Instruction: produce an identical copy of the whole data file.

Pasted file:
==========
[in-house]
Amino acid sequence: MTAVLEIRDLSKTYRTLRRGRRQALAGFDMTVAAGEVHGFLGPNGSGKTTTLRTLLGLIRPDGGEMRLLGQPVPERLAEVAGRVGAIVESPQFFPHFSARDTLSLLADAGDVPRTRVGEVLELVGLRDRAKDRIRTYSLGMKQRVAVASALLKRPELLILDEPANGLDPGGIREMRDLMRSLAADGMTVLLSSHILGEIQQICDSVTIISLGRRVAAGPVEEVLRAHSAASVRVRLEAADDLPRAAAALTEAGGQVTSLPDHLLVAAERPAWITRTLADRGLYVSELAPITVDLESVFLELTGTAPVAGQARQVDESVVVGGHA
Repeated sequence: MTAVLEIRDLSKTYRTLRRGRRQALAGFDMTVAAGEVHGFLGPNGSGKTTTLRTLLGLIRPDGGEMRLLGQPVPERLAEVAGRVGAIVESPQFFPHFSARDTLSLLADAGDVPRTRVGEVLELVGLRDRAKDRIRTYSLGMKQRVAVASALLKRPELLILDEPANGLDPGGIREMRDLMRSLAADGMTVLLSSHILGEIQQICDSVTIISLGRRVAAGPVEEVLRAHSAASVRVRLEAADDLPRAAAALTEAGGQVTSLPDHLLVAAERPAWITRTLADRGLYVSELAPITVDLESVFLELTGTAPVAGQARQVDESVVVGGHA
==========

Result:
[in-house]
Amino acid sequence: MTAVLEIRDLSKTYRTLRRGRRQALAGFDMTVAAGEVHGFLGPNGSGKTTTLRTLLGLIRPDGGEMRLLGQPVPERLAEVAGRVGAIVESPQFFPHFSARDTLSLLADAGDVPRTRVGEVLELVGLRDRAKDRIRTYSLGMKQRVAVASALLKRPELLILDEPANGLDPGGIREMRDLMRSLAADGMTVLLSSHILGEIQQICDSVTIISLGRRVAAGPVEEVLRAHSAASVRVRLEAADDLPRAAAALTEAGGQVTSLPDHLLVAAERPAWITRTLADRGLYVSELAPITVDLESVFLELTGTAPVAGQARQVDESVVVGGHA
Repeated sequence: MTAVLEIRDLSKTYRTLRRGRRQALAGFDMTVAAGEVHGFLGPNGSGKTTTLRTLLGLIRPDGGEMRLLGQPVPERLAEVAGRVGAIVESPQFFPHFSARDTLSLLADAGDVPRTRVGEVLELVGLRDRAKDRIRTYSLGMKQRVAVASALLKRPELLILDEPANGLDPGGIREMRDLMRSLAADGMTVLLSSHILGEIQQICDSVTIISLGRRVAAGPVEEVLRAHSAASVRVRLEAADDLPRAAAALTEAGGQVTSLPDHLLVAAERPAWITRTLADRGLYVSELAPITVDLESVFLELTGTAPVAGQARQVDESVVVGGHA